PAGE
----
Getting at the real Tom Brady

I learned more about Tom Brady listening to two hours of a Howard Stern interview than I did reading 20 years of Boston sports pages.

I’ve watched Brady religiously season after season, fascinated by his drive to win and his knack at consistently pulling it off. But in all the interviews on WEEI, with the Boston Globe, and other local news outlets, Brady tended to come across as cautious, someone who was very careful about what he said. He was still that way to some degree with Stern, but he relaxed a bit, had some fun.

It turns out Brady is a big fan of Stern. He said he used to listen to Stern’s radio show driving to Gillette Stadium and loved his movie Private Parts. He reminded Stern they had met each other around 2003 at a polo grounds party in the Hamptons attended by Jay-Z and Rhianna. Brady said Stern dissed him. “You kind of big-timed me,” Brady said. Stern, who is not a sports fan, said he remembered the party but not meeting Brady.

Most people think Stern is a shock-jock moron, but he’s a tremendous interviewer. He does his homework and has an uncanny ability to get people to open up about themselves, discuss what drives them, and analyze their insecurities.

Boston Globe columnist Dan Shaughnessy says the interview was big news. “It was ‘stop the presses!’ and ‘breaking news!’ stuff, dominating local airwaves and sports pages,” Shaughnessy wrote. “Brady also got a full page in USA Today and the back pages of both New York tabloids.”

We learned how Brady wasn’t much of a student, how he considered himself a good athlete growing up but never a great one in high school or in college. He almost didn’t get drafted by the NFL, but he went on to become one of the greatest football players of all time. He credits his parents for a lot of his success in life.

Stern explored Brady’s relationship with New England Patriots coach Bill Bellichick and Brady was convincing in explaining how they got along well. He dismissed all the speculation that the coach and quarterback were in some sense rivals in the debate over who is most responsible for the Patriots success. “I think it’s a pretty shitty argument,” Brady said. “I can’t do his job and he can’t do mine.”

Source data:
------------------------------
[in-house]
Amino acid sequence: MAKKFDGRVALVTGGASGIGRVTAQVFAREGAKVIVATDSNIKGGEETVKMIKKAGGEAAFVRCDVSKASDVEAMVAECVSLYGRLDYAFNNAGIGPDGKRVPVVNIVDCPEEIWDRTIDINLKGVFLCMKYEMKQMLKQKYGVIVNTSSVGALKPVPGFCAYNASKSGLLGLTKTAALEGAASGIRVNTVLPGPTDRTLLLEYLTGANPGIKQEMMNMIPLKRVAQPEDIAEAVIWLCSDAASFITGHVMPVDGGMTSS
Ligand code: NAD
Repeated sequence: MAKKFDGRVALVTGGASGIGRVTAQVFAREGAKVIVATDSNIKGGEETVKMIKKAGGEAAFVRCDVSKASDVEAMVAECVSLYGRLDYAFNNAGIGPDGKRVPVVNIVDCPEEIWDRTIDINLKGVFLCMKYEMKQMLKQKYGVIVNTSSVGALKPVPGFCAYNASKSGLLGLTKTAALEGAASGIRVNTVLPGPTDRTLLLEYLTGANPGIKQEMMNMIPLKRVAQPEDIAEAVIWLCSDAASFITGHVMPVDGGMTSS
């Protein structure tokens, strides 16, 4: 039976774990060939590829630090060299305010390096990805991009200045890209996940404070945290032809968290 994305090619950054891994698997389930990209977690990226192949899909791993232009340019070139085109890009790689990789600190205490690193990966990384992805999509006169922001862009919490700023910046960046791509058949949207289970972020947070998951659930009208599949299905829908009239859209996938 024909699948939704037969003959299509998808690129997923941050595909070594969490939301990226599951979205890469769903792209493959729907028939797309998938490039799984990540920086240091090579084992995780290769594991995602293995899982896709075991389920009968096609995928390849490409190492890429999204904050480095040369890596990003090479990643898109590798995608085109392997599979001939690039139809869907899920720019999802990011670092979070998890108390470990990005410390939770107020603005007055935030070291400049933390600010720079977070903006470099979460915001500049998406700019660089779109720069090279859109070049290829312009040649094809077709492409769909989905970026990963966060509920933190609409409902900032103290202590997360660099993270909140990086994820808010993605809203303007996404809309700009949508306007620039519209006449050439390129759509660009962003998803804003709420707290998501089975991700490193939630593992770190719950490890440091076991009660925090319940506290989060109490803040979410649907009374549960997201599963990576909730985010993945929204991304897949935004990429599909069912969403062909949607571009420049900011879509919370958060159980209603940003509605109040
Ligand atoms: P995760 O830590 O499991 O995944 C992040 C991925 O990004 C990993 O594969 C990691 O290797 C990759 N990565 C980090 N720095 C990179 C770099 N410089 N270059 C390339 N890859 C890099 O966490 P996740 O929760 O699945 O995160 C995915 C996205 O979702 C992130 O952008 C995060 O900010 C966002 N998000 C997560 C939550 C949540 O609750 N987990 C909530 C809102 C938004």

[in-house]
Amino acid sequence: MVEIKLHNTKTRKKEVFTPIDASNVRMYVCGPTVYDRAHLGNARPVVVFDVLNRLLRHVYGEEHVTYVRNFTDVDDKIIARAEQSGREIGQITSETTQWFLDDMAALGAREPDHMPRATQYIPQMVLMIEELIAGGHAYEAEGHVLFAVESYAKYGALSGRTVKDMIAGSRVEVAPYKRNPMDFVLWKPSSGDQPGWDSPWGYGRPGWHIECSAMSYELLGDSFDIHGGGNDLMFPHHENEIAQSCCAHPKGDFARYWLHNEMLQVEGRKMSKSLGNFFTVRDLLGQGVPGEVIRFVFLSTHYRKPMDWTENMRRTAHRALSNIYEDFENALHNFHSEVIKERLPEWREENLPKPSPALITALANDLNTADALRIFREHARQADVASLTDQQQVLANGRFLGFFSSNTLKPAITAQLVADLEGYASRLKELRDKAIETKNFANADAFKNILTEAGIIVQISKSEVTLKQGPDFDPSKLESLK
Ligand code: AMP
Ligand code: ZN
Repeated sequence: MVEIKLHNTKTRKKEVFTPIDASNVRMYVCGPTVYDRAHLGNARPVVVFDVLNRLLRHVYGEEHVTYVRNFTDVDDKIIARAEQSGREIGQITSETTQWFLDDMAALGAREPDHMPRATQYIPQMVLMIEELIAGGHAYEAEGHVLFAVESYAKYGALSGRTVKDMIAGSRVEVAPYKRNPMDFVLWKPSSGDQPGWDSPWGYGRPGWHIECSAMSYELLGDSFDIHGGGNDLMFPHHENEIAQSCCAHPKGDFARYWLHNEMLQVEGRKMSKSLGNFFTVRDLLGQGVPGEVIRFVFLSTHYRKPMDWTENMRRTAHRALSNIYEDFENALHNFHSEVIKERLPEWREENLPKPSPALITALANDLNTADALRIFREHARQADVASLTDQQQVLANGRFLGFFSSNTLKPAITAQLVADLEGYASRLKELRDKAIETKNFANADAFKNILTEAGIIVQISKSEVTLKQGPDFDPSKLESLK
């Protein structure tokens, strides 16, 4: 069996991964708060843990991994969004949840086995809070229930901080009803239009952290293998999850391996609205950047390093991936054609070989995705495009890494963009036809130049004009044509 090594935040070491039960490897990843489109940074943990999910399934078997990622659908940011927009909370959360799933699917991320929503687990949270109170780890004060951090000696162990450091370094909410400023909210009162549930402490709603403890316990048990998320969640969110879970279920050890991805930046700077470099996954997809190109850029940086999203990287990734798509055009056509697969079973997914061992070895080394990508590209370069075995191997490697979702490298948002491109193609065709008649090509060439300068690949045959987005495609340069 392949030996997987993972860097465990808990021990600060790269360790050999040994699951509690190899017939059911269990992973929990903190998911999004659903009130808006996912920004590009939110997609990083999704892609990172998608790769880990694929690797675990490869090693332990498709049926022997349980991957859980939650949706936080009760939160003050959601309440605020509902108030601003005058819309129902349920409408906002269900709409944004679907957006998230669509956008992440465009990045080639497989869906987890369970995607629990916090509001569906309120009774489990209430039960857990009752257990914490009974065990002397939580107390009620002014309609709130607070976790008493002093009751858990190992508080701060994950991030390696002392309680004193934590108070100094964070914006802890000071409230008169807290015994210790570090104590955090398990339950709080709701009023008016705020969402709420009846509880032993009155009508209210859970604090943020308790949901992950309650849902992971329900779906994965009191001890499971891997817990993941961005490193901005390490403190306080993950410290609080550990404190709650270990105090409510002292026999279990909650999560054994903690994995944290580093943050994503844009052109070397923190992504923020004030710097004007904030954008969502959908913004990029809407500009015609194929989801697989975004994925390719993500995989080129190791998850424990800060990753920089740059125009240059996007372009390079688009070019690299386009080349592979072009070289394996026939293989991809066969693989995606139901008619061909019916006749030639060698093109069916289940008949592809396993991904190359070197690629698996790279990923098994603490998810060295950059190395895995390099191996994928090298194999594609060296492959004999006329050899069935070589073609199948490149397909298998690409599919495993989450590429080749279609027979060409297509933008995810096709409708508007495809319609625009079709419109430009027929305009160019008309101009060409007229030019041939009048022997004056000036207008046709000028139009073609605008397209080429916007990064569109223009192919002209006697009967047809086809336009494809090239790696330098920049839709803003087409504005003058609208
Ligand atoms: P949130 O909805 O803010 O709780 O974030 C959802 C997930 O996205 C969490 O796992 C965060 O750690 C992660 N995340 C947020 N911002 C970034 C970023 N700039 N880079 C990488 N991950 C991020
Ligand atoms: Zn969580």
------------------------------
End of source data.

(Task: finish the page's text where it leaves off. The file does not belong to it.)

We learned how a mutual friend set Brady up with supermodel Giselle Bundchen, and how an initial date in a Greenwich Village wine bar turned into a lasting relationship that survived the news that Brady’s ex-girlfriend, Bridget Moynahan, was pregnant with his son. Stern said most women would have walked away after hearing that news. “Yeah,” said Brady. “That was a very unique time.”

Brady acknowledged Bundchen laid into him for fixating on football and his other business interests and putting their family second. They saw a marriage counselor and worked it out.

The interview covered a lot of ground. Brady talked about his love of the locker room (some were offended) and sports. He and Stern talked about their friendships with Donald Trump, Brady’s diet, Gronk, and, yes, penises, a favorite Stern topic. Brady was also honest about the concussions he’s suffered and what it was like watching the Super Bowl this year from his couch. “We didn’t deserve to be there,” he said.

Stern kept probing why Brady left the Patriots for the Tampa Bay Buccaneers. Was it the money? Was it getting rid of Belichick. Stern never got a clear answer. We learned Brady sensed he would be leaving the Patriots even before last season started, that he enjoyed being courted by other teams, and, perhaps most important, was eager for change and a new challenge. “It was just time,” Brady said.

“You’re out of prison now,” Stern said to Brady, referring to the by-the-book Patriots organization. “Is this the new Tom Brady?”

“I think I’m the same Tom Brady,” he replied.



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Nearly two-thirds of the state’s nursing homes were cited at least once in the last three years for deficiencies in infection control practices. (Boston Globe)